Plain Old Water

One of the things that endeared Jesus to people was that his teaching was always practical. It came from the stuff of their everyday lives.  He cited examples that would have been a part of peoples’ daily experience.  He did not offer theology or philosophy that was so far removed that only the most educated scholars of the day could understand him.  As a matter of fact Jesus’ gritty teachings often confused the elite in a wash of misunderstanding.

One of the images Jesus cited over and over again was “water.”  In any environment, especially the desert, water is literally the stuff of life.  Without it, nothing lives.

Isn’t it interesting that our first “view” of Creation is that of God hovering over the waters?  Isn’t it interesting that of all the life forms on the planet from human to viral and everything in between, the one thing needed to survive is water?

The human body is 99% water.  Water seems to be the element universal that is no different in whatever life form it is found.  I know that sometimes people romanticize saints like Francis of Assisi who preached to the birds and Saint Martin de Porres who actually made a deal with the rats to get them to move out of the kitchen and into the garden. We tend to look at these saints’ actions as “good tales.”

Maybe we’re missing something.  Could it be that in the world God created, we are more connected with all life than we ever could have imagined? Would you have a different opinion of life and creation if you actually thought that we are inextricably connected with every life form that exists and that God wanted it that way?  If you knew that every living thing has the “water of creation” within it would you act and/or think differently?  Would your view change? Would that change your spirit?

As far back as the prophets in the Old Testament  we have clear statements that call our attention to the “wholeness” of all creation,

“Now ask the beasts to teach you, and the birds off the air to tell you; Or the reptiles on earth to instruct you, and the fish of the sea to inform you.  Which of all these does not know that the hand of God has done this? In his hand is the soul of every living thing, and the life breath of all mankind.” (Job12: 7-10)

Besides the teaching metaphors in the bible, the lesson of water is written  on the very land itself.  Even if you are not familiar with the geography of the Holy Land I bet that you have heard of the Sea of Galilee (Lake Genesareth, Sea of Tiberius), the Jordan River, and the Dead Sea.  As a tourist to the Holy Land you would have visited each of these. What most people don’t realize, though, is that these three bodies of water are oddly connected and contain a stunning lesson.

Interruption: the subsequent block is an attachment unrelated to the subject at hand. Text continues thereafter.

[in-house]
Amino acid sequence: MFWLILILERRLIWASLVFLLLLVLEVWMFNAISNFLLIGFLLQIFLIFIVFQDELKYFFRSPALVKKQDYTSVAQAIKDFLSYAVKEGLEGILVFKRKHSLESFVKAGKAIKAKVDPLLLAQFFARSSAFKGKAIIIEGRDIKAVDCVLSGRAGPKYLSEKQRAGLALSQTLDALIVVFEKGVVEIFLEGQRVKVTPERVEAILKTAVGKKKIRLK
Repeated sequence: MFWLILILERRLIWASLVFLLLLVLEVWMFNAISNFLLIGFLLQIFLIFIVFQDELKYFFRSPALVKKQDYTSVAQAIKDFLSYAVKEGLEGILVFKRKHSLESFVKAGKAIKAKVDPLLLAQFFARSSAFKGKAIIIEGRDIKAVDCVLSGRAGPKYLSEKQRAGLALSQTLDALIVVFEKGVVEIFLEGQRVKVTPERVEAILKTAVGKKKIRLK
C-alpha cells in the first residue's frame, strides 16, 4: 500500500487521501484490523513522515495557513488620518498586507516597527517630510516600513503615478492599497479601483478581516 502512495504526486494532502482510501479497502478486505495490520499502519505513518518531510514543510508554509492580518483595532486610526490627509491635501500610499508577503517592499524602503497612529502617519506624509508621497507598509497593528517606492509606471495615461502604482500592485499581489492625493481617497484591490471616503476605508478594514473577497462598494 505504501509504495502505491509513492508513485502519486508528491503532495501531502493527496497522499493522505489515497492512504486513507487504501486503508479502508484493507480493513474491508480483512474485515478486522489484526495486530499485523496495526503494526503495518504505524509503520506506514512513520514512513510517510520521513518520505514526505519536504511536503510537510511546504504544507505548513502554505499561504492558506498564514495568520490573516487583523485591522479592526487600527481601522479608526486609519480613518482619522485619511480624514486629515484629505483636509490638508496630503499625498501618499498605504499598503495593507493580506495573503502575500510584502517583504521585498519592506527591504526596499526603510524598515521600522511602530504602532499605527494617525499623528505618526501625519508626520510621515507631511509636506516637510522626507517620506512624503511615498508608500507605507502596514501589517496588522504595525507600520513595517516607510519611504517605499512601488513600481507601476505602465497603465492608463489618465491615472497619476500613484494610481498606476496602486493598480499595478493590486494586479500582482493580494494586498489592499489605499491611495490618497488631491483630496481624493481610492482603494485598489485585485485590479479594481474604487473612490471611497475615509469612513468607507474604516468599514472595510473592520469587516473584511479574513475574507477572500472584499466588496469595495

Consider the following: The Sea of Galilee and the Dead Sea are not far from each other. They are connected by the Jordan River. The Galilee is sustained by underground springs that flow out through the Jordan to the Dead Sea. Galilee is full of life and still yields up the same fish today that fed Jesus and the disciples.

As water moves through the Jordan it feeds into the Dead Sea. Once there it reaches an impasse. There are no exits in this lowest body of water in the world.  Because the Dead Sea does not empty, everything that flows into it is retained!  Evaporation from the searing dessert heat concentrates salt to higher levels than any ocean. Oddly enough, this body of water, with no exit, can sustain no life.  That’s why they call it the Dead Sea.

There are many lessons that we can learn from the Waters of Life and the Water of Creation.  We all are made up of the same element which has the same nature in us.  When water is moving and being refreshed is gives vitality and life in all of God’s creatures.

What about the following questions:

  • Do you regard “Creation” as a thing for your convenience and pleasure?
  • What’s your responsibility and connection to other living things?
  • What’s your responsibility to the care of nature around you?
  • Do you ever feel stagnant?
  • Do you have the same opinions and thoughts that you did five, ten, or even one year(s) ago?
  • Are there things that you will not let go of?
  • Do you have resentments that you have carried for years?
  • Is your life and faith vibrant and growing?
  • Do you believe that as long as you take care of self and family that nothing else matters?

Water teaches us that to “stand still” brings death. Do you still believe that there are people and other living things that are beneath you?  Maybe you should rethink that.

Copyright 2014, Kathryn M. Cunningham

Kathryn M. Cunningham

Kathryn M. Cunningham

Kathryn holds a Master’s in Education from Saint Xavier University. Most recently she completed Master of Arts in Pastoral Studies from The Catholic Theological Union in Chicago. This recent degree was part of a “retirement project” after teaching for 35 years. She has also worked as a spiritual director, music minister,council member and prayer team warrior. Kathryn has a deep interest in catechesis for the people in the pews. As a “sort of” convert she finds the wisdom of the Church a source for encouragement, joy and survival in a world not sure of anything. Her writing has appeared in diocesan publications and on-line sites, most recently for Zenit. To learn more about Kathryn check out her thinking at:">

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